What do you do about it? I have no idea. I’m just trying everything.

My writing hero, and now writing partner, is also bipolar. Nathan Rabin details in his book You Don’t Know Me but You Don’t like Me that his doctor handed down his evaluation while Nathan was in the midst of chasing both Phish and Insane Clown Posse around the country and engaging in some moderate to high drug use that could not be curbed—for journalism purposes. Like almost everyone I know in comedy and writing, finding out about the presence of a mood disorder is greeted with acceptance and an agreement to try medication that might save your life—only to see it abandoned as soon as it impedes on the creative process. One of my favorite female comics of all time once admitted that to avoid being forced onto medication for bipolar, she just made notes to avoid the obvious red alerts—“If you shower every day, you won’t get institutionalized.”

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Within the game, using Typhon powers, you can create a copy of yourself that tricks enemies. You also have a device that scans monsters and reveals their strengths and weaknesses. When you scan the copy of yourself, the following information comes up:

Strength: Devastating beauty
Weakness: Toxic family
Immunity: I wish
Resistance: Good advice

My entire lifetime’s interaction with mood disorders has just been learning how everyone I trust shortcuts around them. No one ever spoke out loud about how to, you know, take responsibility. Why would we? It isn’t entertaining. Just like how the “No Needles” playthrough is slow, meticulous and feels like work. To quote the “Pickle Rick” episode of Rick & Morty: “You seem to alternate between viewing your own mind as an unstoppable force and as an inescapable curse. And I think it’s because the only truly unapproachable concept for you is that it’s your mind within your control.” And then Susan Sarandon yells at a pickle. This is very important to me. But maybe not as important to the piece.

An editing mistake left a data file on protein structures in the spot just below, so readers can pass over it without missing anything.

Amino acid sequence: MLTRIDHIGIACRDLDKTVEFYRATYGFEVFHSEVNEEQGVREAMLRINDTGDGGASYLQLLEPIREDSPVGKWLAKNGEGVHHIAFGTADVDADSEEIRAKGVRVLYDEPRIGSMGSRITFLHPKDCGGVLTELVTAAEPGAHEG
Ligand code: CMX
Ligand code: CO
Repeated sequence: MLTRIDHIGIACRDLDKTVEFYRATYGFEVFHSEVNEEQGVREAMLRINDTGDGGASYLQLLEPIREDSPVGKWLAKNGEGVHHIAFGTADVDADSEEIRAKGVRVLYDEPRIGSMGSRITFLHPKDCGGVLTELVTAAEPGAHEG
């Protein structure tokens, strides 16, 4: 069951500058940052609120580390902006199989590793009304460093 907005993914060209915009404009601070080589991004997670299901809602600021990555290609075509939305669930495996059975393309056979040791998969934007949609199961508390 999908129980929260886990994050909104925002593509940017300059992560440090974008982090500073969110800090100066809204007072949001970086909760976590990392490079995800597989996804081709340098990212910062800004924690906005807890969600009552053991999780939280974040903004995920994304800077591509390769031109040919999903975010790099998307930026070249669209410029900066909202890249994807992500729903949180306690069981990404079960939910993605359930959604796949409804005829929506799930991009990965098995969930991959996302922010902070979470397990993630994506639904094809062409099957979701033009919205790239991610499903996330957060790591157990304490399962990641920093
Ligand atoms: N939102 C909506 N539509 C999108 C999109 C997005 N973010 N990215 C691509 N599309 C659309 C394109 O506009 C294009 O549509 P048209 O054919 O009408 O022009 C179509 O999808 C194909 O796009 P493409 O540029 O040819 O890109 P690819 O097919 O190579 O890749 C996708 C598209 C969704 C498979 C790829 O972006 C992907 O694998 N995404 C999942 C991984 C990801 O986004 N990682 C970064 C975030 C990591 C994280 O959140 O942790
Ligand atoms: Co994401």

Maybe that’s the biggest betrayal in this reveal? Should I have never tied the worst experience of my life to a “fun” game? I can’t help that. It’s a matter of timing. I, too, have a terrible time relating former best friends to automated gun turrets in a shooty space game. Believe me, I would’ve picked something more literary, just in case I had to go out on it, or to at least make the people who weathered through this with me have something better to point to than a coffee cup alien blaster. For that, and most other things, I am truly sorry.

I take a pill now at night. It makes me very tired very quickly, and honestly that’s fixed a solid third of my problems because I’m not DM’ing random people at 3 AM with incoherent questions from a brain that hasn’t slept in a week. I don’t disappear for days on end to rewrite books in my own serial killer handwriting. I’m not waking up my wife to explain how sad I am that I had “a solution for zeppelins while I was dreaming” that I tragically cannot sketch out now. I take a pill and I’m not sending emails from an anonymous account as I inquire about careers as a professional hitman. Shit. Writing it all out, I realize how close I was to not being able to fix this.

My doctor tells me that most people don’t accept this diagnosis until they’ve been arrested at least once. My doctor tells me that it’s not my fault that a year of rotating specialists missed the mark by so far. My doctor tells me that it’s going to be okay as he takes two prescriptions from another shrink and tears them up (with my permission) because we both believe I’m done missing the mark.